When you think of vacation, cemeteries probably aren’t the first thing that comes in your mind. Technically, in common practice, graveyards and cemeteries are defined as the same. While graveyards are attached to a church/churchyard, cemeteries are burial grounds independent of a particular building. Some people are creeped out by burial grounds regardless of their title, but there are people who love visiting cemeteries or graveyards for fun. The graving hobby encompasses a range of activities such as tombstone tourism, genealogical gravers, preservationist gravers and so on.
And then there are people who love to spend time in a website known as Find a Grave, where they can look at millions of graves and the story behind each person. Whether you are into that sort of thing or not, here are 10 unique cemeteries from around the world that you must visit before you inhabit one.
1. The Merry Cemetery, Săpânţa, Romania.
In the town of Săpânţa, Romania, lies the “Merry Cemetery”, where wooden crosses bear the life stories, dirty details and final moments of over 600 people. The cemetery is filled with stories ranging from soldiers being beheaded to a townsperson being hit by a truck. One of them reads,
“Underneath this heavy cross. Lies my mother in law poor… Try not to wake her up. For if she comes back home. She’ll bite my head off.”
2. La Recoleta, Buenos Aires, Argentina.
The mausoleums in the Recoleta Cemetery are fairly small but is the final resting place of many of Argentina’s wealthiest and most famous families and personages. Designed by French engineer Próspero Catelin, the cemetery includes graves of several presidents, scientists, and wealthy characters. The remains of former first lady Eva Perón can also be found along with the tomb of Rufina Cambacérès, who was buried alive.
3. Highgate Cemetery, London, United Kingdom.
The British cemetery is a beautiful, peaceful garden, filled with solid obelisks. It holds the remains of a number of notables, including Karl Marx. There’s also the Circle of Lebanon, which is a set of tombs built around an ancient cedar tree. People have reported several cases of supernatural sightings around the cemetery and in 1970, two dueling magicians setup a vampire hunt in order to find any supernatural power.
4. Cemetery at Xoxocotlan, Oaxaca, Mexico.
On November 1 of every year, the cemetery at Xoxocotlan, Oaxaca, Mexico, truly comes alive for Dia de los Muertos. Also known as the Day of the Dead, surviving loved ones in the magic light of late afternoon clean the grave sites and fill it up with altars, candles and marigold petals. By late evening, the cemetery turns into an arena for a party with picnics, musicians, and Pan de muerto (Spanish for bread of the dead).
5. Cementerio General, Santiago, Chile.
Located in Santiago, Chile, Cementerio General is the largest cemetery in South America. According to CNN, it is also one of the world’s most scenic cemeteries. The cemetery is filled with large mausoleums, detailed sculptures, and peaceful gardens which spreads over 210 acres (85 hectares). This lavish and expansive cemetery is a history enthusiast and explorer’s dream. The cemetery is more of an urban park for those seeking refuge from Santiago’s bustling city center.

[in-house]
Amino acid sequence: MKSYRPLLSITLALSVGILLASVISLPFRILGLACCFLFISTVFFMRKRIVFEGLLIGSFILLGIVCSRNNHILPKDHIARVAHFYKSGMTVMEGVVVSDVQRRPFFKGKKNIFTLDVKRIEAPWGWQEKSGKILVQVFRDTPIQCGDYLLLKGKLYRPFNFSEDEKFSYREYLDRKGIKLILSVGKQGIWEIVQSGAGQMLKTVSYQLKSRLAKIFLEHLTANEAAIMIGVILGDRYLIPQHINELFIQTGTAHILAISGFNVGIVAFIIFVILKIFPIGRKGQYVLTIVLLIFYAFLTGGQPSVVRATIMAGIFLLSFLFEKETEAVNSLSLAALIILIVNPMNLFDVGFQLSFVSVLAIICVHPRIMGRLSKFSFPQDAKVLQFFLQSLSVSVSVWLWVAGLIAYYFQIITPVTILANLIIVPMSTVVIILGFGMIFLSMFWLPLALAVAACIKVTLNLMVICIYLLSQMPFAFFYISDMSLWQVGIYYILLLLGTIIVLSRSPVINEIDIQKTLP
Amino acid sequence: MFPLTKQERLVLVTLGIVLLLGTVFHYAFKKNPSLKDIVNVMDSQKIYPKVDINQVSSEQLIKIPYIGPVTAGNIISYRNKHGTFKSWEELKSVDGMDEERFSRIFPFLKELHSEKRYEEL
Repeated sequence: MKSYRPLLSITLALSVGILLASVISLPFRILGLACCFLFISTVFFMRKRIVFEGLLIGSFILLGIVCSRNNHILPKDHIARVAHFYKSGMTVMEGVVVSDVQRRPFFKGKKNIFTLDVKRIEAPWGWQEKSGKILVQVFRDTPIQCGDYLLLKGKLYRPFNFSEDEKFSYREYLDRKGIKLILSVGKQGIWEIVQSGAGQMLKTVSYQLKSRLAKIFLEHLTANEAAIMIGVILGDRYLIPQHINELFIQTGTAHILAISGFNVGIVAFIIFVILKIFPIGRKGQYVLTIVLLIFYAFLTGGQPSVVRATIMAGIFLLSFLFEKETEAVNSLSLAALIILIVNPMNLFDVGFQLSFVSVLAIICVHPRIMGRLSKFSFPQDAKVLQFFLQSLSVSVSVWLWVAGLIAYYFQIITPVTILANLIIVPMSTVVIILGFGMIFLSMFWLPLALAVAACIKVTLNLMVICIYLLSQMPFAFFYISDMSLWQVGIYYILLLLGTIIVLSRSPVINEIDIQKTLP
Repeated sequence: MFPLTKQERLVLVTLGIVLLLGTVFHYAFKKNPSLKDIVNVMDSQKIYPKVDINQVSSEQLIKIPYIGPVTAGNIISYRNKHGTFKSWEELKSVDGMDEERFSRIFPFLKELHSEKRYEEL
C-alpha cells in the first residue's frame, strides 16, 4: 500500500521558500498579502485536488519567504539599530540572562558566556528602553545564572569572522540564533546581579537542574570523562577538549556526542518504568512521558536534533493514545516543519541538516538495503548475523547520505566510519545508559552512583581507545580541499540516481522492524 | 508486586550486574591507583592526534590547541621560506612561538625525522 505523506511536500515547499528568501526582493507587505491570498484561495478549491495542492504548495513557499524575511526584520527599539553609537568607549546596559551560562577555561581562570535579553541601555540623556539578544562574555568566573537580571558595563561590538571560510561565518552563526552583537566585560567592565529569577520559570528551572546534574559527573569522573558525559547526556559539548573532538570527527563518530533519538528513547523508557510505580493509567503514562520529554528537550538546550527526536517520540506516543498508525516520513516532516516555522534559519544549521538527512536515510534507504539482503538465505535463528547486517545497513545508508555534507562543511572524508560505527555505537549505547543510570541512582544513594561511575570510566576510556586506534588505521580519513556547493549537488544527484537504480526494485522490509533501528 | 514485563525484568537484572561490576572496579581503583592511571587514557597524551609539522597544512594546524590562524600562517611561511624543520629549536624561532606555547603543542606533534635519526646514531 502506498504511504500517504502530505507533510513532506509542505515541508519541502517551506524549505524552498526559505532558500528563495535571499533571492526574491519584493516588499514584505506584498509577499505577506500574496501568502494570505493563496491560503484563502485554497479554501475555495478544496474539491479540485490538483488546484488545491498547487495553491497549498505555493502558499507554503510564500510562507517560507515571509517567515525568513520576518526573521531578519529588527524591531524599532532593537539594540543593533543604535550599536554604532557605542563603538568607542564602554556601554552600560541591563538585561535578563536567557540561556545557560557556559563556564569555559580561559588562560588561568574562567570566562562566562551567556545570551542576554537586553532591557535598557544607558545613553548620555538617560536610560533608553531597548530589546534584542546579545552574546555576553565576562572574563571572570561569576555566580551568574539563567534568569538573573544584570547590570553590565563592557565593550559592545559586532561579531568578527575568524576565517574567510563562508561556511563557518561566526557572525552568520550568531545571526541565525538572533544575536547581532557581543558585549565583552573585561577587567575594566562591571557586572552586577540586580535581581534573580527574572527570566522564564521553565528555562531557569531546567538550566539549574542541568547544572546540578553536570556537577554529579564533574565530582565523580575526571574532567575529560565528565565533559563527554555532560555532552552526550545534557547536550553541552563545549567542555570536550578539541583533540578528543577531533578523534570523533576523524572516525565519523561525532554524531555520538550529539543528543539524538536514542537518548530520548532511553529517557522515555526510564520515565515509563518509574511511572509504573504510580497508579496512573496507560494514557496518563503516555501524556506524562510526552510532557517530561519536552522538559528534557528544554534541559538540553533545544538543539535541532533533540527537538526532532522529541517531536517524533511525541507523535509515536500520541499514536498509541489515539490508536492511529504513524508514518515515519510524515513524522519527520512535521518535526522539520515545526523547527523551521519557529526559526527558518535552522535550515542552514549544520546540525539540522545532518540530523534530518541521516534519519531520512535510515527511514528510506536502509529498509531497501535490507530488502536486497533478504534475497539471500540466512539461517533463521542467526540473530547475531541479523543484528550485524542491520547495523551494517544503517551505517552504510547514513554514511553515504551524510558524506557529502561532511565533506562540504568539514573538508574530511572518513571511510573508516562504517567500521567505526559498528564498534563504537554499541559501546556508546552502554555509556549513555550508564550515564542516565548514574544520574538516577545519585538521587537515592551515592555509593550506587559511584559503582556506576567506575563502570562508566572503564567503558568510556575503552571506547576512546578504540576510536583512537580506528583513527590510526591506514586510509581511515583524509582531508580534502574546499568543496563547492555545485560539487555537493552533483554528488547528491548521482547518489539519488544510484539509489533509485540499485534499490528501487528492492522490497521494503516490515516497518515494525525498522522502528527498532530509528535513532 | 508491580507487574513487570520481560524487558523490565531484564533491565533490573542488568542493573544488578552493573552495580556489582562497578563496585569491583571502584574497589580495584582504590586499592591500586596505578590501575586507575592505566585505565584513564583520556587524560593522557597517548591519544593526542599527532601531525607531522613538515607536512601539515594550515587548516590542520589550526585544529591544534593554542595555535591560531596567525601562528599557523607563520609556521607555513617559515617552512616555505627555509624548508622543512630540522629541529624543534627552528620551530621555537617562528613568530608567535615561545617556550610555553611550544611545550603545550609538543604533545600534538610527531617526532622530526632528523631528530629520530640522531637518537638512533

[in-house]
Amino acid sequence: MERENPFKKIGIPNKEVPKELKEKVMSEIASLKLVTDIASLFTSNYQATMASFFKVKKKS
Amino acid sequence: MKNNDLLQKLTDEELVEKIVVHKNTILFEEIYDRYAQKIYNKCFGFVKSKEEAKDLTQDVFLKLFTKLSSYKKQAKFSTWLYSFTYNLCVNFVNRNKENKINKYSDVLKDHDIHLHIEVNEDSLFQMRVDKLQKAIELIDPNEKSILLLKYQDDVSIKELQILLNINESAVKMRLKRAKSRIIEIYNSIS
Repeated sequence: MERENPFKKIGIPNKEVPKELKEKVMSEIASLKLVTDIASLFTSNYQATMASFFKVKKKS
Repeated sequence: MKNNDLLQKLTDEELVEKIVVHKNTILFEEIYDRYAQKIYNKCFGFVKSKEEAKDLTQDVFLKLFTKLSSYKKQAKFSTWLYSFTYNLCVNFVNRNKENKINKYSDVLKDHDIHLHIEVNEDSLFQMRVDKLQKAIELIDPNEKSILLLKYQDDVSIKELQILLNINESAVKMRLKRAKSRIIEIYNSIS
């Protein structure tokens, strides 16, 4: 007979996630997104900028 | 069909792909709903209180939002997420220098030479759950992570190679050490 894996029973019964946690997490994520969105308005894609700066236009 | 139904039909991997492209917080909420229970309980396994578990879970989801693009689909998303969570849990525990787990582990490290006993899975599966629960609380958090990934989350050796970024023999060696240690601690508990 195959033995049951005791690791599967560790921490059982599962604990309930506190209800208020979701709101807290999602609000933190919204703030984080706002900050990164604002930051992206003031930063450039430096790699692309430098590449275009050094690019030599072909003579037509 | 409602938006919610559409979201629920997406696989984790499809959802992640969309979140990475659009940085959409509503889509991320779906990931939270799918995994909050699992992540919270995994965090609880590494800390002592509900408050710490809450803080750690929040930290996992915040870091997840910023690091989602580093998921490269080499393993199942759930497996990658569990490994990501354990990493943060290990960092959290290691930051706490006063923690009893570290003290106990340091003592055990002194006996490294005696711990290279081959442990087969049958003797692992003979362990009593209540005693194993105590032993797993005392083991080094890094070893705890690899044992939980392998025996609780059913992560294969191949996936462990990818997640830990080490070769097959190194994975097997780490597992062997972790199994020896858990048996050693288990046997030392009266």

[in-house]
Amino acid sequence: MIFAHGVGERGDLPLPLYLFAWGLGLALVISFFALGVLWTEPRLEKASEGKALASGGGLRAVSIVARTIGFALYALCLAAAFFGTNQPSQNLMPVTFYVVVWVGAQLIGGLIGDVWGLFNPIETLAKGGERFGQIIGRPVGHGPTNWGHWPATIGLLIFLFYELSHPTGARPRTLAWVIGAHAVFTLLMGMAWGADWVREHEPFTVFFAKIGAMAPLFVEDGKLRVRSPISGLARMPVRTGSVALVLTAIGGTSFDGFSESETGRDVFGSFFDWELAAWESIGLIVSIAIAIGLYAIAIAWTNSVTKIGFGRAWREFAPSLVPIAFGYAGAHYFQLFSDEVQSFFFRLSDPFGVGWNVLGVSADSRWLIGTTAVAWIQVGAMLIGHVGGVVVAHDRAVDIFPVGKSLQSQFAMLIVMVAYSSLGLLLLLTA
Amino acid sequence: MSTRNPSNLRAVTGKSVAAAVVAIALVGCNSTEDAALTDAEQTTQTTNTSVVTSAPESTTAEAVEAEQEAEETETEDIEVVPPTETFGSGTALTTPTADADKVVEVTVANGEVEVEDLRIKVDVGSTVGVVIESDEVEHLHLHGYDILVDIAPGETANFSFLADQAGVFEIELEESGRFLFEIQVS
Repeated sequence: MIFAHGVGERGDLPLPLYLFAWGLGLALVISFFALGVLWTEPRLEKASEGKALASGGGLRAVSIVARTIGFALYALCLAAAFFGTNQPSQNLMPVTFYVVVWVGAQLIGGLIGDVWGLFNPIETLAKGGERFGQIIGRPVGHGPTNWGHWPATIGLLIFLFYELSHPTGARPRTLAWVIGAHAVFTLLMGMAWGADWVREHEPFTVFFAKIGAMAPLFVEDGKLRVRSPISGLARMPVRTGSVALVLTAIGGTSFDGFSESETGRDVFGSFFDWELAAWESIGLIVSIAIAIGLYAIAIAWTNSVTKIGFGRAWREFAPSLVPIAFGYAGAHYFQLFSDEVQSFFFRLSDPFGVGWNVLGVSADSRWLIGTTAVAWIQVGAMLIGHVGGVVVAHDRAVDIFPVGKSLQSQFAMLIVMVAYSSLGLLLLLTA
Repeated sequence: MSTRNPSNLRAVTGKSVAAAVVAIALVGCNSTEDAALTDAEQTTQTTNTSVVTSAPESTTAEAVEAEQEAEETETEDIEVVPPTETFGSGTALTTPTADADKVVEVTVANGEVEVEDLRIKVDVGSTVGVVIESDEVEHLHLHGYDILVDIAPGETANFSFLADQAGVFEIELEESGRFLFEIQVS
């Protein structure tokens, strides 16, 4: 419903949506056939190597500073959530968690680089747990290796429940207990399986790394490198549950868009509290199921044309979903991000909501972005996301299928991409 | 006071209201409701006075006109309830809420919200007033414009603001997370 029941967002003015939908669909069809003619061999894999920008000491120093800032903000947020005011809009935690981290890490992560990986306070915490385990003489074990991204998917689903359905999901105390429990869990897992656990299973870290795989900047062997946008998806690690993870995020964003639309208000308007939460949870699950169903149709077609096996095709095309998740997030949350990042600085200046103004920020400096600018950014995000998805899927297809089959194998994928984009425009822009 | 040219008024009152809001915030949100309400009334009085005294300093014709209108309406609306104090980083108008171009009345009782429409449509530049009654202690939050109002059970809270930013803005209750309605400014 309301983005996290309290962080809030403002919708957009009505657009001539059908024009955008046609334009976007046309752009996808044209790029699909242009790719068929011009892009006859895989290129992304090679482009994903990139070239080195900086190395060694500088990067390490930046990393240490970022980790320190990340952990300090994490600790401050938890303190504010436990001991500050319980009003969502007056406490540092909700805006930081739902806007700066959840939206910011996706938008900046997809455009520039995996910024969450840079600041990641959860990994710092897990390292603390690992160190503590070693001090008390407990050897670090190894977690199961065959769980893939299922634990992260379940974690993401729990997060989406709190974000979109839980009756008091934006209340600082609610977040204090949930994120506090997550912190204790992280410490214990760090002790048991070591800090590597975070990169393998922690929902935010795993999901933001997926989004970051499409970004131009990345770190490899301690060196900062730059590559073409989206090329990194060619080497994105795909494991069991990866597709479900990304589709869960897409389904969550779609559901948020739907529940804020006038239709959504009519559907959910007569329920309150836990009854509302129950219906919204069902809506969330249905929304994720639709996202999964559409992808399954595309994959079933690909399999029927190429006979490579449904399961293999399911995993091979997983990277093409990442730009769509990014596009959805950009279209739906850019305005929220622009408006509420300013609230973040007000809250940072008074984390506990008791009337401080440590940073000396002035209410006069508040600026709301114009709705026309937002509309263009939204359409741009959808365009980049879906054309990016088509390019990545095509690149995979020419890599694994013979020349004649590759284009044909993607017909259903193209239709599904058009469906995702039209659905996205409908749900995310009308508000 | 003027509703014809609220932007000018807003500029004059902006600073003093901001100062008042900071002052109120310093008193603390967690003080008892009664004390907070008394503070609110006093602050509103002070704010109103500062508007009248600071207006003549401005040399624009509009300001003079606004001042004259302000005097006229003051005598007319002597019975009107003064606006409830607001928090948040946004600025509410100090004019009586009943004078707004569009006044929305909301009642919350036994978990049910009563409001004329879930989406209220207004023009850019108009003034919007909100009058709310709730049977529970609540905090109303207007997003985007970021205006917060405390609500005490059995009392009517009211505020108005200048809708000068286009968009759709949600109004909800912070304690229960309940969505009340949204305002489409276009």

6. Waverley Cemetery, New South Wales, Australia.
Located in Sydney’s Eastern Suburbs, the Waverley cemetery is a state heritage cemetery. It is also one of Sydney’s oldest continually operating funeral suppliers, caring for families since 1877. The Waverley cemetery was also listed as one of the top 10 beautiful cemeteries by CNN in 2013. Several important Australians have been buried in this historical cemetery.
7. Sengakuji Buddhist Temple Complex, Tokyo, Japan.
Built by Tokugawa Ieyasu, the first Shogun of Edo era, the Sengakuji is an establishment of Dogen’s tradition. This small, otherwise unremarkable temple in Minato ward is the resting place of the 47 Samurai (or 47 Ronin). The story of the 47 Ronin is a staple of inspirational legend in Japan. Sengakuji Temple has a modern museum and their graveyard at the far end of the temple, is inspiring in its stony simplicity.
8. Maqbarat-o-shoara, Tabriz, Iran.
Maqbarat-o-shoara or the Mausoleum of Poets is located in Surkhab district of Tabriz in East Azarbaijan province. Around 400 poets, mystics and luminaries of Iran have been laid to rest there. The first poet buried in this complex was Asadi Tousi. The modern arches contrast against the traditional architecture, making it a unique place to visit.
9. Poblenou Cemetery, Barcelona, Spain.
The statue shown in the picture is known as The Kiss of Death, which was designed by Joan Fontbernat and carved by Jaume Barba in 1930. The cemetery is filled with such works by famous artists and sculptors, which gives it a great artistic and historic interest. Poblenou cemetery is really a small museum of funerary art, filled with sculptures and harmonious corners. In 1775, Napoleon’s troops marched through the cemetery and completely destroyed it but in 1819, based on a design by the Italian architect Antonio Ginesi, the cemetery was restored.
10. Neptune Memorial Reef, Key Biscayne, Florida.
The Neptune Memorial Reef is an underwater cemetery off the Coast of Florida. The underwater mausoleum of cremated remains is located 5 miles east of Key Biscayne in Miami, Florida, and is also the largest artificial reef in the world. Spanning over 65,000 square meters on the ocean floor at a depth of 12 meters, the memorial is an underwater mausoleum for the cremated remains of divers and sea lovers.